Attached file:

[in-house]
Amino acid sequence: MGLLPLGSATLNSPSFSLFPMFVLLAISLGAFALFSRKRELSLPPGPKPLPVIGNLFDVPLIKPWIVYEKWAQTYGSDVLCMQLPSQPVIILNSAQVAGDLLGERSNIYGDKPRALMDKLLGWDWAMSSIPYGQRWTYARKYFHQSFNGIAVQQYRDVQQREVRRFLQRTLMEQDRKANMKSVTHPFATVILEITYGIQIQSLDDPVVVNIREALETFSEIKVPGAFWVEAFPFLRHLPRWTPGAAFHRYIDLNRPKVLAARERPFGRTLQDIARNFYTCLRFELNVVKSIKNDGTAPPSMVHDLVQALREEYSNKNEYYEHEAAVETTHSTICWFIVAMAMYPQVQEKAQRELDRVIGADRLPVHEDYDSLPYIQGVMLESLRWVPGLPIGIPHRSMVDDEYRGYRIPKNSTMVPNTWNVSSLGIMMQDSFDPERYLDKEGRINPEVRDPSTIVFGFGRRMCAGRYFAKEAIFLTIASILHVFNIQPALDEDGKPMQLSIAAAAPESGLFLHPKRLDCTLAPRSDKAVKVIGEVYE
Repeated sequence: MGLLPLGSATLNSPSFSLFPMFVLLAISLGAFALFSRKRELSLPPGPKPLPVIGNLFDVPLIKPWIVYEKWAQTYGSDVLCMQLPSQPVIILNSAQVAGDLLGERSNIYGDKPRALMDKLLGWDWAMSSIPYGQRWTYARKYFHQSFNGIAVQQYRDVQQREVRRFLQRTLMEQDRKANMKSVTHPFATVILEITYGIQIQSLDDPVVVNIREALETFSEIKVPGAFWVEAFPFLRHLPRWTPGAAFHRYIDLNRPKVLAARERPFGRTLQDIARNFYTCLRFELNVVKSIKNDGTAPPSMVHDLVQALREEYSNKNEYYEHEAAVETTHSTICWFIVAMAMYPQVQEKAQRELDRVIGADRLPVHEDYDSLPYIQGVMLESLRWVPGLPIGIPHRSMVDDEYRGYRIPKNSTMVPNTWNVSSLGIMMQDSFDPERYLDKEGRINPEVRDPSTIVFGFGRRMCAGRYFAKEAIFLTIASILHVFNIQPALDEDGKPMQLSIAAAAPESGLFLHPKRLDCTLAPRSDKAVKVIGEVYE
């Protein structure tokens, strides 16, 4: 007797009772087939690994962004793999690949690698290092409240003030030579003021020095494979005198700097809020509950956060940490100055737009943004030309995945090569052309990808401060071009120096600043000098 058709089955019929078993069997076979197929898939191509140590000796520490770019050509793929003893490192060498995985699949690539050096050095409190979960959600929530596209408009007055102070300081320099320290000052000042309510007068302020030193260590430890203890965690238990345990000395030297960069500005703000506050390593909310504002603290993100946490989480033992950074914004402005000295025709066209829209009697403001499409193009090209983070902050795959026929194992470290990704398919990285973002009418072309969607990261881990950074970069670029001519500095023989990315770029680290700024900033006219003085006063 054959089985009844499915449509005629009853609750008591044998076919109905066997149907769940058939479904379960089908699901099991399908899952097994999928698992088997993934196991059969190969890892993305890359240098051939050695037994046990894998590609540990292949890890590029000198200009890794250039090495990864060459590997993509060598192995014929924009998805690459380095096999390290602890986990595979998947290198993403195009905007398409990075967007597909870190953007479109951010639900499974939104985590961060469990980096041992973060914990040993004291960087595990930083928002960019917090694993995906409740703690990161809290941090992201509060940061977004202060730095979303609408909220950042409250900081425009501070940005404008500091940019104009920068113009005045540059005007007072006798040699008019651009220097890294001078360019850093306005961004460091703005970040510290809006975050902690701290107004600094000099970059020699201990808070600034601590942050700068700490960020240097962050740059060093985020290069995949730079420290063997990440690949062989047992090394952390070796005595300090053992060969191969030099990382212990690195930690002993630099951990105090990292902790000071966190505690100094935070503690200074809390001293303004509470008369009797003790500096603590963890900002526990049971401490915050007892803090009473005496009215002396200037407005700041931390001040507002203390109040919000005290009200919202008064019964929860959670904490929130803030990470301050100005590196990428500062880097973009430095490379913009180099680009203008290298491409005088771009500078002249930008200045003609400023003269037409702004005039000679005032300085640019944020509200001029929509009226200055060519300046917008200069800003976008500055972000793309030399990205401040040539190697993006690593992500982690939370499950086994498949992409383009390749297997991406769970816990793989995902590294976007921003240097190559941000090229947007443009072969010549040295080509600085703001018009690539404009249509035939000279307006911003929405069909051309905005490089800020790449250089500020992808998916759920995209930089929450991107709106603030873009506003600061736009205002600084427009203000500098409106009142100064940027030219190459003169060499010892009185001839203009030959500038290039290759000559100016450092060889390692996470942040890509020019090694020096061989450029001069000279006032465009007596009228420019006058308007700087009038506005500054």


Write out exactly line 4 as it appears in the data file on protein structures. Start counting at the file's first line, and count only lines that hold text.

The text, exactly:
């Protein structure tokens, strides 16, 4: 007797009772087939690994962004793999690949690698290092409240003030030579003021020095494979005198700097809020509950956060940490100055737009943004030309995945090569052309990808401060071009120096600043000098 058709089955019929078993069997076979197929898939191509140590000796520490770019050509793929003893490192060498995985699949690539050096050095409190979960959600929530596209408009007055102070300081320099320290000052000042309510007068302020030193260590430890203890965690238990345990000395030297960069500005703000506050390593909310504002603290993100946490989480033992950074914004402005000295025709066209829209009697403001499409193009090209983070902050795959026929194992470290990704398919990285973002009418072309969607990261881990950074970069670029001519500095023989990315770029680290700024900033006219003085006063 054959089985009844499915449509005629009853609750008591044998076919109905066997149907769940058939479904379960089908699901099991399908899952097994999928698992088997993934196991059969190969890892993305890359240098051939050695037994046990894998590609540990292949890890590029000198200009890794250039090495990864060459590997993509060598192995014929924009998805690459380095096999390290602890986990595979998947290198993403195009905007398409990075967007597909870190953007479109951010639900499974939104985590961060469990980096041992973060914990040993004291960087595990930083928002960019917090694993995906409740703690990161809290941090992201509060940061977004202060730095979303609408909220950042409250900081425009501070940005404008500091940019104009920068113009005045540059005007007072006798040699008019651009220097890294001078360019850093306005961004460091703005970040510290809006975050902690701290107004600094000099970059020699201990808070600034601590942050700068700490960020240097962050740059060093985020290069995949730079420290063997990440690949062989047992090394952390070796005595300090053992060969191969030099990382212990690195930690002993630099951990105090990292902790000071966190505690100094935070503690200074809390001293303004509470008369009797003790500096603590963890900002526990049971401490915050007892803090009473005496009215002396200037407005700041931390001040507002203390109040919000005290009200919202008064019964929860959670904490929130803030990470301050100005590196990428500062880097973009430095490379913009180099680009203008290298491409005088771009500078002249930008200045003609400023003269037409702004005039000679005032300085640019944020509200001029929509009226200055060519300046917008200069800003976008500055972000793309030399990205401040040539190697993006690593992500982690939370499950086994498949992409383009390749297997991406769970816990793989995902590294976007921003240097190559941000090229947007443009072969010549040295080509600085703001018009690539404009249509035939000279307006911003929405069909051309905005490089800020790449250089500020992808998916759920995209930089929450991107709106603030873009506003600061736009205002600084427009203000500098409106009142100064940027030219190459003169060499010892009185001839203009030959500038290039290759000559100016450092060889390692996470942040890509020019090694020096061989450029001069000279006032465009007596009228420019006058308007700087009038506005500054």